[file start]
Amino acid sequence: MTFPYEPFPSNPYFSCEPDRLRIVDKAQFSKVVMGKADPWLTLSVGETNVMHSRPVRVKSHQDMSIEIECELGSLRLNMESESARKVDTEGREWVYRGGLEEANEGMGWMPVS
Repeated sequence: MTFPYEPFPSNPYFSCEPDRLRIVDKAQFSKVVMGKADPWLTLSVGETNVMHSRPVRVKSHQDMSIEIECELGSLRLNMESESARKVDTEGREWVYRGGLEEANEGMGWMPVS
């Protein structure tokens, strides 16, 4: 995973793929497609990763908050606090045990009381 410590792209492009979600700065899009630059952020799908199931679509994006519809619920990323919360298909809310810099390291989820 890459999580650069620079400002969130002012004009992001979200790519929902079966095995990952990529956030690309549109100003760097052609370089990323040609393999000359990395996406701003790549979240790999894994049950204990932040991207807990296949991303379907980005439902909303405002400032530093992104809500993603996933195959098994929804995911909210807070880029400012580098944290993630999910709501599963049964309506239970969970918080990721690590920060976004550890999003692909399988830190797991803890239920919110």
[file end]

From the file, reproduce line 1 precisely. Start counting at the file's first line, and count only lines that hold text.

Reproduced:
Amino acid sequence: MTFPYEPFPSNPYFSCEPDRLRIVDKAQFSKVVMGKADPWLTLSVGETNVMHSRPVRVKSHQDMSIEIECELGSLRLNMESESARKVDTEGREWVYRGGLEEANEGMGWMPVS